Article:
First, I would go much farther in attributing hatred toward America to its outright atrocities against other people of the world. When it has suited America's short-term purposes, American leaders have propped up cruel dictators (Saddam being but one of many), sought to topple elected governments, and used our own devastating weapon of mass destruction: economic sanctions. South Africa is but one of many countries in which the innocent have suffered as a direct result of America's economic sanctions. Although America can be a kind and generous nation, it can also be unspeakably cruel, and I have no doubt that international news outlets report such details far more often than do domestic ones — and that this is why so few Americans are aware of it.

    Second, I suspect that another reason people hate America is simple human nature: nobody likes the richest or the smartest kids in the class, and America often pretends to be the richest and the smartest nation on earth. Yes, this is related to jealousy, but it comes from a darker place than merely wishing that one could have what someone else has. Jealousy alone does not make someone *hate* the person who has more. There appears to be a deeper instinct that begins during adolescence and that causes people to simply *hate* the best and the brightest.

    Third, and this is where I depart from Chris' post, I do not believe people in other countries hate America because of our freedoms. One reason I disbelieve this explanation is because it is the one we constantly hear from the Bush Administration, and they've been systematically dishonest and disingenuous about the entire issue of terrorism. I believe the only reason they use this explanation is to avoid discussing the truth: that America's own malignant foreign policies are what cause people to hate us. Saying that they hate our "freedom" simply plays much better to the electorate.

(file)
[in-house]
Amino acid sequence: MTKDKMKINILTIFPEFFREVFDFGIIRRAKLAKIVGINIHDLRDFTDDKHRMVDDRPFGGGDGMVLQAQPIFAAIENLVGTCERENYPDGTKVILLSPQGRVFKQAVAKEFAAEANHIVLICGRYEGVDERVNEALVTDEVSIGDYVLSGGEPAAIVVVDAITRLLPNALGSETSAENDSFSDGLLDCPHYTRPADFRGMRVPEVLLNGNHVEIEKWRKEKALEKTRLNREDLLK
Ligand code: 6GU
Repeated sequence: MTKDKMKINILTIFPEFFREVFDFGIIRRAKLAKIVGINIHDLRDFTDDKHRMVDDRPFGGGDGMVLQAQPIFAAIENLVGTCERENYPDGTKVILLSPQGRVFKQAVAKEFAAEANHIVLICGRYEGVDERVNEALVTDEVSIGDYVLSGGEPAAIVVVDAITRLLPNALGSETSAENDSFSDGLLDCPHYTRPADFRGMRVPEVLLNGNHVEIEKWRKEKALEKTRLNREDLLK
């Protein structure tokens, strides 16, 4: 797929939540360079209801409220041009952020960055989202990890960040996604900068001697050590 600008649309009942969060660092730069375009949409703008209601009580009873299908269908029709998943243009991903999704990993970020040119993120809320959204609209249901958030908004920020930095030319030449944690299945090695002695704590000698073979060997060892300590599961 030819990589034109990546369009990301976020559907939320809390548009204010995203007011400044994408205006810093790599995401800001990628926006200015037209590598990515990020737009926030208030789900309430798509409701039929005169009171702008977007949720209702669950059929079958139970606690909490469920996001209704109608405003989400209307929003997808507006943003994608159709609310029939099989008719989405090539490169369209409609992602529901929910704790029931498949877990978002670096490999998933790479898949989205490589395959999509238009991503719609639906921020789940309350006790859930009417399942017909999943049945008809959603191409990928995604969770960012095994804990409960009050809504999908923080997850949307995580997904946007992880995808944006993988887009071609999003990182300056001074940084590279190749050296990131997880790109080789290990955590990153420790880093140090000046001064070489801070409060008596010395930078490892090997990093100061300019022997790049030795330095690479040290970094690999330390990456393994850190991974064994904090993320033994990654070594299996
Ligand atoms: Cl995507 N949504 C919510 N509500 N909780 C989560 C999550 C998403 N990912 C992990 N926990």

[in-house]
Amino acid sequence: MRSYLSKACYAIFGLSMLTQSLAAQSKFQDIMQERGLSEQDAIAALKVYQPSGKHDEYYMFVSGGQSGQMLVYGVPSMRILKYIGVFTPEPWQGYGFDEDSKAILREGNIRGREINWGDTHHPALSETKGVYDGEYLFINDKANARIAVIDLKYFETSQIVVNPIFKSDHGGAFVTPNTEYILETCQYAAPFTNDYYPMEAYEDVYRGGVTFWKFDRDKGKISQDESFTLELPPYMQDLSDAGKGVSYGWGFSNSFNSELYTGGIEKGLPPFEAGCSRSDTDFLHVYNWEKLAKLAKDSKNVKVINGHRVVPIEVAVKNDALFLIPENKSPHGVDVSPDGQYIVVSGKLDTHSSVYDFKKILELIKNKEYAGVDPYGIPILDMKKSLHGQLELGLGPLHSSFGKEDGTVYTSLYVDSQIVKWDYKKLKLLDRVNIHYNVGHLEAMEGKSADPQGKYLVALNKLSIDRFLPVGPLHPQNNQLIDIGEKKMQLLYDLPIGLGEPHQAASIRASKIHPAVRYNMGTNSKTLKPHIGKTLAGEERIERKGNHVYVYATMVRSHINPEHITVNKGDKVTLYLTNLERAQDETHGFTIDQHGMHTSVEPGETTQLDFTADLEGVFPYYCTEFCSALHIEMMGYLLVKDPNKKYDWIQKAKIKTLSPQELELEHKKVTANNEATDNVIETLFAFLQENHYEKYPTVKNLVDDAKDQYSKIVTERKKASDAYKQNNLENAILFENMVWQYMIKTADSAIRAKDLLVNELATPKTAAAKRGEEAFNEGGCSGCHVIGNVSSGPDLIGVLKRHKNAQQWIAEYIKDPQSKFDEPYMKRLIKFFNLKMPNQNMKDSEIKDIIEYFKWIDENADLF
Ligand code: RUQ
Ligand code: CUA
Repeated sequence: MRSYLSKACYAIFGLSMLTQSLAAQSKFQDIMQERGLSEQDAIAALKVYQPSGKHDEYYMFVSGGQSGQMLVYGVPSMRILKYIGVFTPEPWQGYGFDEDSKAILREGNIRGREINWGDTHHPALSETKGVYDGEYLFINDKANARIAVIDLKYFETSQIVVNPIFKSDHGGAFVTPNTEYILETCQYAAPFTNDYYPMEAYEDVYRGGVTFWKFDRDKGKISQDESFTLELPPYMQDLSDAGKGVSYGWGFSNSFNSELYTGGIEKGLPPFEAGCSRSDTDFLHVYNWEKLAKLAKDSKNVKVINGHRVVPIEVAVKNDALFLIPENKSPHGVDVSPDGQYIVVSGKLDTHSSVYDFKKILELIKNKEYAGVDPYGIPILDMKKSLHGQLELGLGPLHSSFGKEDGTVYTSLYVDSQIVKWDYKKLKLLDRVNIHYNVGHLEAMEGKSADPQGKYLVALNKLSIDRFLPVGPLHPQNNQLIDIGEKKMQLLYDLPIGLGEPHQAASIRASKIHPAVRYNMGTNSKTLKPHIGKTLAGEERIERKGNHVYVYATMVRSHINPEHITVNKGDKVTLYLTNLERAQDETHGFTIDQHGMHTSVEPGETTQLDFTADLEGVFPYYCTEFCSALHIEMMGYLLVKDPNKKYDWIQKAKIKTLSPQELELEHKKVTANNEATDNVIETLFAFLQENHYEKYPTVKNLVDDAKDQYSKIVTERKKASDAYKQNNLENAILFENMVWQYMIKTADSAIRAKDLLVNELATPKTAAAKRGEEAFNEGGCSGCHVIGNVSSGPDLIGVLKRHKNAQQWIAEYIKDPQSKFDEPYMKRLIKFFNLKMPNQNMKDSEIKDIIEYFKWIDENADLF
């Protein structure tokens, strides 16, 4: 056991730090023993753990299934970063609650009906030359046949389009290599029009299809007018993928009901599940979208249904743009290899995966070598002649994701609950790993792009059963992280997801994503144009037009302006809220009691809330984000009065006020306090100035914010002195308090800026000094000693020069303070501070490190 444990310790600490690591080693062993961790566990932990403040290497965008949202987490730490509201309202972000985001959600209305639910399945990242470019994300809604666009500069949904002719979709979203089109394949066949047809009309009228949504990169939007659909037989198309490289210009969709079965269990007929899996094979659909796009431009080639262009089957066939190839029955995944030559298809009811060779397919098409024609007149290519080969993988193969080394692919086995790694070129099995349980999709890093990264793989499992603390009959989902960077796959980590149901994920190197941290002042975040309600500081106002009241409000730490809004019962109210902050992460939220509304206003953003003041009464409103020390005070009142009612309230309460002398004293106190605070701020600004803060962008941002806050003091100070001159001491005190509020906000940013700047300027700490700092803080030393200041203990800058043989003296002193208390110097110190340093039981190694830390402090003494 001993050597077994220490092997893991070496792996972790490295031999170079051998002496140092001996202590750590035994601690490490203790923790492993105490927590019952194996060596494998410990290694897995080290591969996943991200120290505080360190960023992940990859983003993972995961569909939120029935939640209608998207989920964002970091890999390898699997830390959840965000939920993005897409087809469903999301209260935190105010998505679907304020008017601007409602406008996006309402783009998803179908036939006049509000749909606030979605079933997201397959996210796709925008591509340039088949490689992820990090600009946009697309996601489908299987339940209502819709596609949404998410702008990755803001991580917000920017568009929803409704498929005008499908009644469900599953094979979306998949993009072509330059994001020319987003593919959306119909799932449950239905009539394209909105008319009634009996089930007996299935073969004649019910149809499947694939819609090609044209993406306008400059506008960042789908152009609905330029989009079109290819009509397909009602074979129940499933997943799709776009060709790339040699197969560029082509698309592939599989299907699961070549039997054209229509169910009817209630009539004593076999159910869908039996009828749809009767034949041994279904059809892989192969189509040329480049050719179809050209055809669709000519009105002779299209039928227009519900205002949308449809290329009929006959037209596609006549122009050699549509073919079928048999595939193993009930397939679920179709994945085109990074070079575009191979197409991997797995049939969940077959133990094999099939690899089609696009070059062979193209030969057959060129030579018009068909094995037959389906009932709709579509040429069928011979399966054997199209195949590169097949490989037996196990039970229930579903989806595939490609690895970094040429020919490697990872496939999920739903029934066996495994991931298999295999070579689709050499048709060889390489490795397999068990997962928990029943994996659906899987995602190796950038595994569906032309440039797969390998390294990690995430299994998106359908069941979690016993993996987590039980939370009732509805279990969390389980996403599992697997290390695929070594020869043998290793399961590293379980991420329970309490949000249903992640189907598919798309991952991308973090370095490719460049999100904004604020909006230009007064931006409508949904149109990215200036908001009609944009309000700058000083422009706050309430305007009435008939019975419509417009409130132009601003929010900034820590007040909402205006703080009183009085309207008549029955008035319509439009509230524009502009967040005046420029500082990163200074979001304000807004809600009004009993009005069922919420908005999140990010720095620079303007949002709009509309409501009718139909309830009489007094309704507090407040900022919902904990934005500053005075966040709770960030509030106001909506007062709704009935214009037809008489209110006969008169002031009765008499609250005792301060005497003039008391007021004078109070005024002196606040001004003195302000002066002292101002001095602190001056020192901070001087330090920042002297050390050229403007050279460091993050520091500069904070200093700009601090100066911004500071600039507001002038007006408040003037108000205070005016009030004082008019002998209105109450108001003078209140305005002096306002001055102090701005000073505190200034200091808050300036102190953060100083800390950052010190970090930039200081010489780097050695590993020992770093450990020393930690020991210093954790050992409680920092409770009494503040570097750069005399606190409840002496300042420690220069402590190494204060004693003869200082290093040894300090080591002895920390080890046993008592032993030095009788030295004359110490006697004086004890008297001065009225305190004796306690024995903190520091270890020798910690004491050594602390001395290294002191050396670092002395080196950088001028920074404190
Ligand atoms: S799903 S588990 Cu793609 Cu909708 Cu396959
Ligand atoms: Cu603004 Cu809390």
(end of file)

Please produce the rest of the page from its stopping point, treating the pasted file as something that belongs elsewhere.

The second reason I do not believe this explanation is because I simply do not believe that someone in some distant land would want to blow himself up (and some of us in the process) merely because Americans living tens of thousands of miles away can buy Big Macs, shop at Sears, vote for our elected officials, and allow our women to drive cars. Sorry, I just don't buy that story. If an American bomb falls on Baghdad, destroys some guys house and kills his entire family, then I can understand why he might want to become a suicide bomber (i.e., because he believes he has nothing else to live for and he justifiably hates the country that killed his loved ones), but just because we have particular freedoms does not strike me as sufficient grounds to explain the sort of venomous hatred that leads to terrorism.

    The final reason why I do not believe the "they hate our freedom" explanation is because I cannot imagine anyone actually believing that a suicide bombing attack will deter us from our freedoms. I very much doubt that Muslim extremists could motivate their followers with the argument: by blowing up the World Trade Center, America will wake up the next day and say, "Damn, this all happened simply because we allow our women to walk in public without veils, so we'd better change that." Sorry, I just don't think Al Qaeda could convince people to sacrifice their lives for such absurdity.